A Final Case: Ms. Trump’s Management Style The administrator in training (A

A Final Case: Ms. Trump’s Management Style
<
The administrator in training (AIT) had been assigned to Ms. Trump for a 2-day period. Ms. Trump, the administrator at the The Laurels, had been told only the day before. Not having had much advance notice, when the AlT arrived, Ms. Trump suggested that he shadow her for 2 days as a good way to see her administrative style in action. The first meeting of the day was with Ms. Wellborn, the head of housekeeping. Ms. Wellborn had been trying for 2 weeks to decide on the employees’ request, which she had discussed with Ms. Trump, to change their schedule to 10 hours a day, 4 days a week. Ms. Trump told Ms. Wellborn to reject the request and keep the staff on their 8-hour-a-day, 5-days-a-week work schedule.
<
Later that morning Ms. Trump met with the director of nursing (DON), who was seeking to revise the patient admission policy. The DON wanted to reduce the proportion of heavy care patients. Ms. Trump told the director of nursing to rewrite the admissions policy before the next staff meeting, and to distribute it for review at the staff meeting.
<
While walking down the hall on her way to lunch, the head of maintenance stopped her and said he couldn’t decide between the four different mowing machines she and he had looked at for purchase. Ms. Trump said, “I don’t care which machine you buy. You and your staff ride them, you decide,” and continued on down the hall to the lunchroom.
<
Shortly after lunch, she had a meeting with the comptroller. The comptroller had been bugging her for the past month about going to a new type of depreciation schedule. Ms. Trump saw no advantages. After a half hour of discussion, she told the comptroller to stay with the current depreciation method and to consider the matter closed.
<
Ms. Trump arrived early the next morning, AlT in tow, before the night shift had left. She decided to go on rounds with the DON. The round was conducted by the night supervisor. Three of the night shift workers left rounds for home partway through. The day shift supervisor arrived at the facility and joined them near the end of rounds.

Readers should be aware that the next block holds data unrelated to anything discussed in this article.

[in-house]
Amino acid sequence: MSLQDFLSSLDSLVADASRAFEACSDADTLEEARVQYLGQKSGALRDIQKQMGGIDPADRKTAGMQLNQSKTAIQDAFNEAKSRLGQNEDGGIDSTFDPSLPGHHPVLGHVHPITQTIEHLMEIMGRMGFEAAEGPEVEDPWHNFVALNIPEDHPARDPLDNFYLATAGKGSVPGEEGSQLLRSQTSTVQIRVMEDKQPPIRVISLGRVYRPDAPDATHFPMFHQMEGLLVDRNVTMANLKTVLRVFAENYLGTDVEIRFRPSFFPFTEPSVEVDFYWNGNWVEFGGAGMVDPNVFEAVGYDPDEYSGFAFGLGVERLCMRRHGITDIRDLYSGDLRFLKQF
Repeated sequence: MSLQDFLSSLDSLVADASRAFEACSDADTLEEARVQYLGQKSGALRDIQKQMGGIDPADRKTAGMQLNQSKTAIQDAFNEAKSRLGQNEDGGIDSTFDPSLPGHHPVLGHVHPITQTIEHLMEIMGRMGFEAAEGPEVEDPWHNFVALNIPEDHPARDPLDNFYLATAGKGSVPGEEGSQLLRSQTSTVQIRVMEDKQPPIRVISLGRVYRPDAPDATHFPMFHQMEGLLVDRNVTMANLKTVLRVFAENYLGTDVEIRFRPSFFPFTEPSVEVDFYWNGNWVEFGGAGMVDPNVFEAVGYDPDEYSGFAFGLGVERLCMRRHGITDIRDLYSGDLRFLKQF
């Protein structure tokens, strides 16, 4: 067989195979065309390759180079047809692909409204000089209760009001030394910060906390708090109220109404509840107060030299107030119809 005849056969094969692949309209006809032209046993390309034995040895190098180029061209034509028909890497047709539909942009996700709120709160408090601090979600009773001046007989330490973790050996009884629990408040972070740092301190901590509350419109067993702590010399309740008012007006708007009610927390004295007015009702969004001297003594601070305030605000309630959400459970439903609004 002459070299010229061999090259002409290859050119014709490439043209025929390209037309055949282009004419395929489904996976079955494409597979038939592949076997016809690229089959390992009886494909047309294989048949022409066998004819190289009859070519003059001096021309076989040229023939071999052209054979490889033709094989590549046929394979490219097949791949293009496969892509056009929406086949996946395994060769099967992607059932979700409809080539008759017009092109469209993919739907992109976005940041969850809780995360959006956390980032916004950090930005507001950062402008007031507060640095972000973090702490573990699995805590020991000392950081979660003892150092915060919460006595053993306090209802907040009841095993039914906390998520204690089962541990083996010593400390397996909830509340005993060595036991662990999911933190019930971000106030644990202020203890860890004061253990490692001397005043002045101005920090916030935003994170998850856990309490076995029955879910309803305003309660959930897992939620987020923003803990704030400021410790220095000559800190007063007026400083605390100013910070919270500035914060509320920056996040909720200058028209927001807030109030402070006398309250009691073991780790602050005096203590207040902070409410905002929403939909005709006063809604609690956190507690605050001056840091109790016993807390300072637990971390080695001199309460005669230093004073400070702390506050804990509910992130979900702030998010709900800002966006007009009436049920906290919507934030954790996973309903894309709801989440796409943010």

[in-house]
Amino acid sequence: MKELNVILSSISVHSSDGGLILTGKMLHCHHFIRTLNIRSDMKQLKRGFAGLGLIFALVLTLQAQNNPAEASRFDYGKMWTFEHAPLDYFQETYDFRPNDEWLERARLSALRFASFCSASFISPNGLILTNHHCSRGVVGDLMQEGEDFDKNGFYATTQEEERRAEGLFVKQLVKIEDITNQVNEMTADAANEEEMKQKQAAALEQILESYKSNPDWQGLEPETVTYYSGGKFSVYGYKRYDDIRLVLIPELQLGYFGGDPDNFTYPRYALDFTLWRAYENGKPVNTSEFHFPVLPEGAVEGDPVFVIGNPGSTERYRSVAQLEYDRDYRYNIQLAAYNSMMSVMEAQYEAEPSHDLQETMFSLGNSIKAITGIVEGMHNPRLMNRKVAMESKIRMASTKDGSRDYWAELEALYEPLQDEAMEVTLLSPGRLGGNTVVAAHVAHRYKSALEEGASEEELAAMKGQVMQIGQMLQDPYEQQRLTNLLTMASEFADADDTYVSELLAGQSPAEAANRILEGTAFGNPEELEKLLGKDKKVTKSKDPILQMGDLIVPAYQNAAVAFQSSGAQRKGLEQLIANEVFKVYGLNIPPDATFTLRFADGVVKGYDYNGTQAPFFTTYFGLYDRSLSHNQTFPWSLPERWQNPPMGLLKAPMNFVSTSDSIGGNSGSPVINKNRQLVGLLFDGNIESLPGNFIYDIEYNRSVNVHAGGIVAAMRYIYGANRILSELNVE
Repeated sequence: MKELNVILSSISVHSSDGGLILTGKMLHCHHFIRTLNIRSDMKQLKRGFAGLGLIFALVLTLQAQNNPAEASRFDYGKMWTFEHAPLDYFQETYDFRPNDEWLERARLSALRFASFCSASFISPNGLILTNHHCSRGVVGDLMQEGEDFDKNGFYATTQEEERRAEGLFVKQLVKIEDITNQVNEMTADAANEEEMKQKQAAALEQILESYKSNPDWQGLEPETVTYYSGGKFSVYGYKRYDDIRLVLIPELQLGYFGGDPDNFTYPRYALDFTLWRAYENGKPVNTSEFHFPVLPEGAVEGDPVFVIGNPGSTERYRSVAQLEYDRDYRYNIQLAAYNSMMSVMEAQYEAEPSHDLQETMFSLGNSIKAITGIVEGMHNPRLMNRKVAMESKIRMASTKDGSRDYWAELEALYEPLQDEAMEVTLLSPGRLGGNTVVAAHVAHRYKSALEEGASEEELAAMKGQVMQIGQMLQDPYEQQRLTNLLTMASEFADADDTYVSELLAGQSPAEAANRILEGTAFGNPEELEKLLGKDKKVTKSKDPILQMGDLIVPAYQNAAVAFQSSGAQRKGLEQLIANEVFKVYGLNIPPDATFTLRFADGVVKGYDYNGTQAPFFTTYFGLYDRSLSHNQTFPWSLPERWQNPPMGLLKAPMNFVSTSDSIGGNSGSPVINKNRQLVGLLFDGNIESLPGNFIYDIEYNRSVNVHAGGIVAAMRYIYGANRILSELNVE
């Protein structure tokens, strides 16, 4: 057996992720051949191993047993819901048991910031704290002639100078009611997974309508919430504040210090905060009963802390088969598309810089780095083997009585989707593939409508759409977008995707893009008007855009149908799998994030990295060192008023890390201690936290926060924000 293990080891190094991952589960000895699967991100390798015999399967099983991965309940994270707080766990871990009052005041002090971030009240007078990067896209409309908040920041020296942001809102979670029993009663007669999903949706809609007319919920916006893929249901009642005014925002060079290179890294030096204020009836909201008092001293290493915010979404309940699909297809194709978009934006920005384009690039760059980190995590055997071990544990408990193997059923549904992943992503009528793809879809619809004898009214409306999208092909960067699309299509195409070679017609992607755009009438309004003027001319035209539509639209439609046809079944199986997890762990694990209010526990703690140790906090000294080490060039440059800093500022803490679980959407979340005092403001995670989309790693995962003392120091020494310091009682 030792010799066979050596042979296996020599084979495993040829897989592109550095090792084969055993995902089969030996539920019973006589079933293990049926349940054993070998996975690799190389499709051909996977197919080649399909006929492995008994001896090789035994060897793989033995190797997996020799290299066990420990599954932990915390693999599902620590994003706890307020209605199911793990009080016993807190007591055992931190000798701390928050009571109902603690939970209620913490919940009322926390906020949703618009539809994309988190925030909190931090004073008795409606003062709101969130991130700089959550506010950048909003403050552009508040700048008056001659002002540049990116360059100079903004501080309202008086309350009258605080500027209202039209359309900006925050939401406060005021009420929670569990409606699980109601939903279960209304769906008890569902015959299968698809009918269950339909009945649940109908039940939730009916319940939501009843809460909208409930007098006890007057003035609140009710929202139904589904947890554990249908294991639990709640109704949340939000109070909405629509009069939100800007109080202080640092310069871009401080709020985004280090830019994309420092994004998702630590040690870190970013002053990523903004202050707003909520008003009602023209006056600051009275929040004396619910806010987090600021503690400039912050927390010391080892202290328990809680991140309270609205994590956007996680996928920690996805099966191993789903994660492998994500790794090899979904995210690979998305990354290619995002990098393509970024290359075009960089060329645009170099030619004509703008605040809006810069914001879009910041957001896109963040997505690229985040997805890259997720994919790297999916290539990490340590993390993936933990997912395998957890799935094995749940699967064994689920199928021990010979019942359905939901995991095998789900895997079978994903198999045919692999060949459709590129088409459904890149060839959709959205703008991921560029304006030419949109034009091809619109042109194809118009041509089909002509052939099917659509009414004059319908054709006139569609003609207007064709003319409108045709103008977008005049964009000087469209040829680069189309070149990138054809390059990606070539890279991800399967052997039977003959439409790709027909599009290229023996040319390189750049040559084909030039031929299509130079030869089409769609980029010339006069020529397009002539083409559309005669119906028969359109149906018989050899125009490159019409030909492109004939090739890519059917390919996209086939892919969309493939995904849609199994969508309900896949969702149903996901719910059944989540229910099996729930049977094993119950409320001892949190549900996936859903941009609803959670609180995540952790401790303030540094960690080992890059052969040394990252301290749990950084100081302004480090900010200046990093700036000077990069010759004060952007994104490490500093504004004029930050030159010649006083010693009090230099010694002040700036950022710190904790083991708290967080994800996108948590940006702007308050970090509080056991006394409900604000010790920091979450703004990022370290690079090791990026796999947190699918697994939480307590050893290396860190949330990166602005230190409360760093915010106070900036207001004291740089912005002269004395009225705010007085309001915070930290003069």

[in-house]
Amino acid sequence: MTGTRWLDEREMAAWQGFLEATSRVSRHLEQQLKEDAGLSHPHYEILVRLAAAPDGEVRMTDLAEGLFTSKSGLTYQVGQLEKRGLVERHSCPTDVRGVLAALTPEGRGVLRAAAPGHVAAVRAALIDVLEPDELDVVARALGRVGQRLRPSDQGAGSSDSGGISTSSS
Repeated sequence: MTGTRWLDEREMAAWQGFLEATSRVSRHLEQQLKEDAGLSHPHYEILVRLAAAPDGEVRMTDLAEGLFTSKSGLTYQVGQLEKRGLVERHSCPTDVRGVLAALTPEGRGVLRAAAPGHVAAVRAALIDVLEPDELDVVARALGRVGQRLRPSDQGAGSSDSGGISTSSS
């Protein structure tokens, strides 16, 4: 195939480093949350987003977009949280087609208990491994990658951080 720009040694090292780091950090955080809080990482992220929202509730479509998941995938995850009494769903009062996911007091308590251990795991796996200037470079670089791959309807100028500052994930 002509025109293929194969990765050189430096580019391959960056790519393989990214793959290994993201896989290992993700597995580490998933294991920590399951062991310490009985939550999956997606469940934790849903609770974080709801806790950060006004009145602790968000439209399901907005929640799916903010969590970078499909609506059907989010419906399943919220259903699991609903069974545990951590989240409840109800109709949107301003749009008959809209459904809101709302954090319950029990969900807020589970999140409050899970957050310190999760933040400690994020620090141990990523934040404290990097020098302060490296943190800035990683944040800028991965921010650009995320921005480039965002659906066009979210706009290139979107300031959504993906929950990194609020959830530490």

<
After rounds were over, the DON returned to her office to open mail. Ms. Trump suggested that she and the DON have a cup of coffee from the DON’s ever-ready coffee pot. Ms. Trump shut the office door. She told the DON to speak to the night shift workers who left early and to the day supervisor who arrived late, commenting, “The staff have to understand that rounds are as important as any other aspect of the job.”
<
The weekly staff meeting was scheduled for that afternoon. The DON distributed copies of her proposed policy for balancing the case mix more evenly (Pratt,2010, p. 290). Aside from the usual reports, one action item came up. The night nurses’ aides had been complaining for some time that they should not have to fold and sort patient clothes. They felt this was more properly a job of the laundry staff. Ms. Trump tells the two department heads to get together after the staff meeting and settle the matter between them.
<
After the staff meeting, Ms. Trump invites the AlT, who had shadowed her for these 2 days, into her office and asked him first to describe what he saw as her management style, and then to please give her his frank opinions about her managerial effectiveness.
<
She wanted his advice about whether he thought she needed to change her style any to be more effective.
<
How would you respond to Ms. Trump’s two questions to the administrator in training?
<